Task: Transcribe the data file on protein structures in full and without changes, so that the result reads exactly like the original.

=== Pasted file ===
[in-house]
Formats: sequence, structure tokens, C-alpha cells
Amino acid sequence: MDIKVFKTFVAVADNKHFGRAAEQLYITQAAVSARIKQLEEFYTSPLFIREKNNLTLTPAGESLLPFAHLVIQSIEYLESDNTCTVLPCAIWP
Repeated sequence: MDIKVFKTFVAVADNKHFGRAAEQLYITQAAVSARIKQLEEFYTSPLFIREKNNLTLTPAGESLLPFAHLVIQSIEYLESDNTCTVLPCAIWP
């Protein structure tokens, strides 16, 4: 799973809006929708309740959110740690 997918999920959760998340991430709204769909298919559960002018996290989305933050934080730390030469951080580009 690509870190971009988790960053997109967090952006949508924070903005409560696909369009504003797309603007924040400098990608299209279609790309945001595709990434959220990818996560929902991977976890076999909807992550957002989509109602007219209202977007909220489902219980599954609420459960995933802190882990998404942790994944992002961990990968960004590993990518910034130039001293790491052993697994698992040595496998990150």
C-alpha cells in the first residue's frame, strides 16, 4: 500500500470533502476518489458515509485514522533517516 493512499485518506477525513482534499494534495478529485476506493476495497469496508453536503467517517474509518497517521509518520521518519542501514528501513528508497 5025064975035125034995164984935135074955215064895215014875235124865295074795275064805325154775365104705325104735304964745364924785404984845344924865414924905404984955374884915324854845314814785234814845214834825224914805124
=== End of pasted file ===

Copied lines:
[in-house]
Formats: sequence, structure tokens, C-alpha cells
Amino acid sequence: MDIKVFKTFVAVADNKHFGRAAEQLYITQAAVSARIKQLEEFYTSPLFIREKNNLTLTPAGESLLPFAHLVIQSIEYLESDNTCTVLPCAIWP
Repeated sequence: MDIKVFKTFVAVADNKHFGRAAEQLYITQAAVSARIKQLEEFYTSPLFIREKNNLTLTPAGESLLPFAHLVIQSIEYLESDNTCTVLPCAIWP
């Protein structure tokens, strides 16, 4: 799973809006929708309740959110740690 997918999920959760998340991430709204769909298919559960002018996290989305933050934080730390030469951080580009 690509870190971009988790960053997109967090952006949508924070903005409560696909369009504003797309603007924040400098990608299209279609790309945001595709990434959220990818996560929902991977976890076999909807992550957002989509109602007219209202977007909220489902219980599954609420459960995933802190882990998404942790994944992002961990990968960004590993990518910034130039001293790491052993697994698992040595496998990150």
C-alpha cells in the first residue's frame, strides 16, 4: 500500500470533502476518489458515509485514522533517516 493512499485518506477525513482534499494534495478529485476506493476495497469496508453536503467517517474509518497517521509518520521518519542501514528501513528508497 5025064975035125034995164984935135074955215064895215014875235124865295074795275064805325154775365104705325104735304964745364924785404984845344924865414924905404984955374884915324854845314814785234814845214834825224914805124